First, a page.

niversity Distinguished Professor Rolfe Mandel hunts history, old history, older even than ancient history. Prehistory, the good stuff, the mystery history. Deep soils, deep digs, deeper still, and suddenly you’re way back in time and the hunt is on.
“Deep,” Mandel explains. “The earliest. Deep time.”
Mandel’s hunt, his quest, his odyssey, is to find evidence of the earliest humans on the central Great Plains. Before the 1990s, scholars generally agreed that the so-called Clovis people were the first humans to roam North America, perhaps as early as 13,500 years ago. Recent finds have pushed that number back: Mandel is particularly intrigued by Paisley Caves, in Oregon, and a pair of sites in southern Wisconsin, known as Schaefer and Hebior, all of which seemingly present evidence of human activity about 14,500 years ago.
Although his fieldwork takes him to sites as far-flung as Cyprus, Jordan and Egypt, the heart of Mandel’s research has always been, and remains, the middle of North America.
Along with his retinue of graduate students and postdoctoral researchers, Mandel, g’80, PhD’91, has for nearly 20 years embarked on his adventures thanks to the unlikeliest of partners, a Denver geologist and investor who, in the words of Dale Seuferling, president of KU Endowment, appeared “out of the blue” to offer a million-dollar gift.
“It is well known that research for identification of the first Americans,” Joseph L. Cramer wrote in his 2002 introductory letter, as quoted in the Spring 2019 issue of the Endowment magazine, KU Giving, “constitutes the great mystery of the New World.”
What neither Mandel nor Seuferling knew at the time was that Cramer’s generous gift, which launched and funded the Odyssey Archaeological Research Fund for more than 15 years, would one day blossom beyond their wildest dreams.
The hunt was on.
Rolfe Mandel grew up in San Antonio. He studied physical geography—earth surface processes—at the University of Texas in Austin. After graduating with honors, Mandel was stunned when his adviser and mentor, Curt Sorenson, departed for the geography department at KU. The following year, 1976, Mandel joined him in Lawrence.
“Kansas seemed like a faraway place,” Mandel says. “I grew up in Texas. I had a lot of close ties in Texas. But, Curt managed to pry me loose from Texas.”
Here Mandel continued to study soils, landscape evolution and climate change, and after earning his master’s, in 1980, he chose to step away from the usual track for academic stars and join a research institute for environmental and public policy based in Blake Hall. Energized by the challenging work, Mandel in the late 1980s rejoined the KU graduate program, within the rare designation of “special studies,” which allowed him to piece together an extraordinarily unusual PhD committee.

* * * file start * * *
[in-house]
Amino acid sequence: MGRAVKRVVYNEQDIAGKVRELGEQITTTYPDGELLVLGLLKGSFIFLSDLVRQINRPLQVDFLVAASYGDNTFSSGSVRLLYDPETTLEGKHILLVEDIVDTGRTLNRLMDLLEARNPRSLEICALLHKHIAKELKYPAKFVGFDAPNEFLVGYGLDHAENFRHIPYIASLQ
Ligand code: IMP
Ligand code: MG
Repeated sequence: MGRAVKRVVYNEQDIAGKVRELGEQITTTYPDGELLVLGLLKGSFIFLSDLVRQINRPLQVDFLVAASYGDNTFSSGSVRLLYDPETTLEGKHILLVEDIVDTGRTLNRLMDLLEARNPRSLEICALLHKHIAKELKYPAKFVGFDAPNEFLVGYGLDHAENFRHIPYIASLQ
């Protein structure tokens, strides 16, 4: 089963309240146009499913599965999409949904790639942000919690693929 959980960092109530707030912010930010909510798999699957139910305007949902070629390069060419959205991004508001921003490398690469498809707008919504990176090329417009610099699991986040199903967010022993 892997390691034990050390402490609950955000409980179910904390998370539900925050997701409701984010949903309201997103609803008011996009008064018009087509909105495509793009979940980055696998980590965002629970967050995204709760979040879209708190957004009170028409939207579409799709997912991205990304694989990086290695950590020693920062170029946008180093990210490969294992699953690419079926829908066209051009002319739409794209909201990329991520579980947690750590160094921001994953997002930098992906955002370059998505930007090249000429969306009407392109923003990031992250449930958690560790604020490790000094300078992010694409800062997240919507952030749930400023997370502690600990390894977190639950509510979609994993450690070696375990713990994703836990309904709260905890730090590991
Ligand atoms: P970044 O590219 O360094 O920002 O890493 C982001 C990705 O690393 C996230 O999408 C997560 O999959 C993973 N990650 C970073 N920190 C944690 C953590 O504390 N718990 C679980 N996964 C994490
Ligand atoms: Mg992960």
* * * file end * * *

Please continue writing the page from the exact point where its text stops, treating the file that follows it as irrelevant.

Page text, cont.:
“It was not easy to do,” he says. “They make it very difficult, because they don’t want anybody doing an end run to make it easier. So they make it just the opposite: as difficult as possible. But, because I considered myself multidisciplinary, that allowed me to put together a very diverse committee, with geology, geography, paleontology and soils. I even got a faculty member from K-State on my committee.”
The earth, weather and soils processes that became focal points of Mandel’s research are intensely complex, yet can still be grasped by budding archaeologists who hunted arrowheads by identifying topographical features—creeks or pleasant meadows, for instance—that would have enticed people of any era to hunt, fish and camp. Yes, Mandel explains patiently, that’s a first step, but it lacks the crucial element for investigations into deep human history to offer meaningful results: context, and context only happens when the evidence is found in situ, or buried and preserved in place.
Over the past 10,000 years, since the last ice age, wind-blown sediments in North America’s northern Plains were washed downstream, into the central Plains, becoming especially thick in stream valleys. What eroded above ended up below. The end of the last ice age also brought on large-scale change in weather patterns across the central continent as the jet stream drifted up from what is now northeastern Texas. Although the central Plains became drier overall, they were also subjected to the same sort of massive storms that this year soaked Kansas and the entire Midwest.
The onset of infrequent large storms and associated accumulation of sediment conspired to bury the archaeological record. As Mandel explained in a landmark 2008 paper published in the journal Geomorphology, a relative abundance of early sites found in other areas of the Great Plains and along the eastern Rockies, and the apparent paucity of 13,000-year-old Clovis sites in the central Plains, do not necessarily mean early humans weren’t here. Mandel concluded evidence of their likely existence in the central Plains got buried.
“It’s like a giant jigsaw puzzle with most of the pieces missing,” says Art Bettis, professor emeritus at the University of Iowa and a longtime friend and colleague of Mandel’s, “and you’ve got to find those little pieces that are still out there somewhere and try to piece them together. Rolfe is really good at it. That’s what he does.”